In Louisiana divorce, the state follows community property law. If the couple is unable to reach an agreement on property division, all community or marital assets are split equally by the Louisiana divorce court.
Under divorce law, community property is defines as all property and debt acquired from the date the marriage began until it ended. There are some exceptions. Gifts, inheritances and property owned prior to the marriage will be considered separate property and remain with each spouse. All other property will then be split equally.
The Louisiana divorce court will consider the needs of each spouse, and each party has the right to ask to be awarded the family home. Typically, the divorce court will give the family home to the spouse awarded Louisiana child custody. When deciding who to award the home to, the divorce court will consider:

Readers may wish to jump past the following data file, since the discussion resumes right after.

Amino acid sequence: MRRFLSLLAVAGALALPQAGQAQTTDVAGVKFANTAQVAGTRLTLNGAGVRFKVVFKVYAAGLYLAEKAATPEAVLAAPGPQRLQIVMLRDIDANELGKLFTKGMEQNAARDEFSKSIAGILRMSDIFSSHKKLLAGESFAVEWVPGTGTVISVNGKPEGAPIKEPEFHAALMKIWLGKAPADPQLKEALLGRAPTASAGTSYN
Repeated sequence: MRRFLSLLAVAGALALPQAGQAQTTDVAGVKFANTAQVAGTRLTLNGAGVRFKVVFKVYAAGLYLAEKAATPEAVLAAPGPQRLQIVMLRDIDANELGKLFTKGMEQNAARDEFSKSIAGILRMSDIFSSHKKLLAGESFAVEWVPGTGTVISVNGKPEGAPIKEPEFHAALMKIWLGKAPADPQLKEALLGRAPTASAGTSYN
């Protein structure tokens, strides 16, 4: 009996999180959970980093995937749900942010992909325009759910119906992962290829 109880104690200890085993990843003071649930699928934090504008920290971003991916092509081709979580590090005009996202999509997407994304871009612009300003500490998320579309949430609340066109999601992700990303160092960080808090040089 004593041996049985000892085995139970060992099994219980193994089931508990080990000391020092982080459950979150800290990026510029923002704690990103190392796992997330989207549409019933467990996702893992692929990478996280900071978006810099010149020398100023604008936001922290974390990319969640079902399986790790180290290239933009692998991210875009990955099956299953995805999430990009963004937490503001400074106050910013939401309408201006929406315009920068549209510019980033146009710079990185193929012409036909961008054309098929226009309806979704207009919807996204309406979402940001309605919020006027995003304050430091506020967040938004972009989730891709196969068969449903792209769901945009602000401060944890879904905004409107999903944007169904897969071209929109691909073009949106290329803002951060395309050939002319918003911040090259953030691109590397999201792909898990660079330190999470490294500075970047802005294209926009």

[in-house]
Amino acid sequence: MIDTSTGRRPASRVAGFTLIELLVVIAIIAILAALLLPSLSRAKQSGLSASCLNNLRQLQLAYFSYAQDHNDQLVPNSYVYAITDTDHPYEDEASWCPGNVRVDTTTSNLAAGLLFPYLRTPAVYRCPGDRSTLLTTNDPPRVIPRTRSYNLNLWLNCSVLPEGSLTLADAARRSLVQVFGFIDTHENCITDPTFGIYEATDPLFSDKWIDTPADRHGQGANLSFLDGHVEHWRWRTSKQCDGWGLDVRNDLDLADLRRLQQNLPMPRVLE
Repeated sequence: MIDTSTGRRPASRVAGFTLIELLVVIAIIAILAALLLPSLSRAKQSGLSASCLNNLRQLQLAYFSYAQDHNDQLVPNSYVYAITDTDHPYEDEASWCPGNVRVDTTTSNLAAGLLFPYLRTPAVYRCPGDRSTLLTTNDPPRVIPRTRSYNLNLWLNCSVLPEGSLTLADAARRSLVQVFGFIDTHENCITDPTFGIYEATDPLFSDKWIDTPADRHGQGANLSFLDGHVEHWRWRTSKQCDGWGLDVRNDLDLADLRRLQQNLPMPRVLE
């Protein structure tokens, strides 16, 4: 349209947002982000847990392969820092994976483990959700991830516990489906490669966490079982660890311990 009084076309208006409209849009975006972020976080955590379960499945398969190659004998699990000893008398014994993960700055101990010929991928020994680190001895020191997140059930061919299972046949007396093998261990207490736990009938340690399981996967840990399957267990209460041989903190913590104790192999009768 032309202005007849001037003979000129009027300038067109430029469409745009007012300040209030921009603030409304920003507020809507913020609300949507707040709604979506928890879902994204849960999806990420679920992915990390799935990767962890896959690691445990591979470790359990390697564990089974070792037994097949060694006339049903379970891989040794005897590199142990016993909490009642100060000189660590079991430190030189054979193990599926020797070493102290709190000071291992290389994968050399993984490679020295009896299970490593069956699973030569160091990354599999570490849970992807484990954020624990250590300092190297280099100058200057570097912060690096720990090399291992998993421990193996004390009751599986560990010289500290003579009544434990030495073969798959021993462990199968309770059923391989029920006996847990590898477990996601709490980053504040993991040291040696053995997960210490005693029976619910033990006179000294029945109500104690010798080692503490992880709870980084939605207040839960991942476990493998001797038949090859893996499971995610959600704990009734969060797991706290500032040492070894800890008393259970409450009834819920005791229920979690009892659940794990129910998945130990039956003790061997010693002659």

Speak to a local Louisiana divorce attorney about how property division could be affected in your divorce. Call 877-349-1310 or fill out a Louisiana divorce case review form to get in touch with a Louisiana divorce attorney near you. Learn how you could protect your property when filing for divorce.
The above synopsis of Louisiana divorce laws is by no means all-inclusive and has been adapted from applicable state laws. These laws may have changed since our last update and there may be additional laws that apply in your situation. For the latest information on these divorce laws, please contact a local Louisiana divorce lawyer in your area.
Louisiana divorce laws were last updated July 2009.
Note: Keep in mind that all divorce laws are complex. If you need legal divorce advice or want to fully understand how these laws affect you, please speak with a local divorce attorney.